Earlier this month, I swam across Victoria Harbour—the lifeblood of Hong Kong since our inception—in an annual race that was only recently revived after decades of concern about the water being contaminated. Hong Kongers of my father’s generation talk wistfully about the old cross-harbor swim and how wide the harbor was in those days, before the land-reclamation projects began, before the Cross-Harbour Tunnel.
Their reveries reflect an existential fear: Without our harbor, even the meaning of our name, “fragrant harbor,” becomes obsolete. We would suffer the fate we most dread—the crux of what has driven our students into the streets over the last month in their umbrella-toting droves: We would be just another Chinese city.
Hong Kong officials met with student protesters for the first time on Tuesday, and if there was one message the government conveyed, it was this: Give up on your dreams. That happens to be a line from the unofficial anthem of the protest movement, a rock ballad by the local band Beyond, and if you have visited any of the protest sites, you know how the next line goes: Anyone can do that.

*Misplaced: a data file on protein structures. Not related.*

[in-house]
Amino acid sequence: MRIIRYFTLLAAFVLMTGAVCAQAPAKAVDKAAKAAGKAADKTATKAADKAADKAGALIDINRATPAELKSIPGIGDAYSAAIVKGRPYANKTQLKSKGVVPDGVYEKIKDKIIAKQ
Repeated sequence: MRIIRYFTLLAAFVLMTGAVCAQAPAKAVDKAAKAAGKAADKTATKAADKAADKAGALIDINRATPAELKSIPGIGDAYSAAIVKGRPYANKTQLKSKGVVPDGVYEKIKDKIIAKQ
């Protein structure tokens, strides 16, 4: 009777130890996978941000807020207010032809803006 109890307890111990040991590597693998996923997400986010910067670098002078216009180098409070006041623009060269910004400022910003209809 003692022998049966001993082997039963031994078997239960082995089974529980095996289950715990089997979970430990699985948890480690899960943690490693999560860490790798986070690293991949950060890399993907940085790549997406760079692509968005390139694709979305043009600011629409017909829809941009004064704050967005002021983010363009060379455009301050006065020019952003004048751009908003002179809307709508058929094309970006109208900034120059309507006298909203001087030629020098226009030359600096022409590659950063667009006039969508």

Eleven years ago, I was the dreamy student. The controversy surrounding proposed anti-subversion legislation under Article 23 of the Basic Law, our territorial constitution—controversy stoked by the malaise of SARS and the untimely deaths of two of our most beloved pop stars—had exposed our combustible political arrangement, and it seemed clear to some that without the release valve of direct elections, the top was eventually going to blow. I was a rising junior at Yale, all of 20 years old, when as also transpired this month in The New York Times, Martin Lee Chu-ming, the founding chairman of Hong Kong’s Democratic Party, wrote an article calling for universal suffrage, and Leung Chun-ying, now our chief executive but then a cabinet member, wrote back saying why that couldn’t work—that the proposal was deceitful without some kind of vetting by Beijing. The hope of publicly nominating candidates for Hong Kong’s highest office, one of the core demands of the protesters today, died more than a decade ago.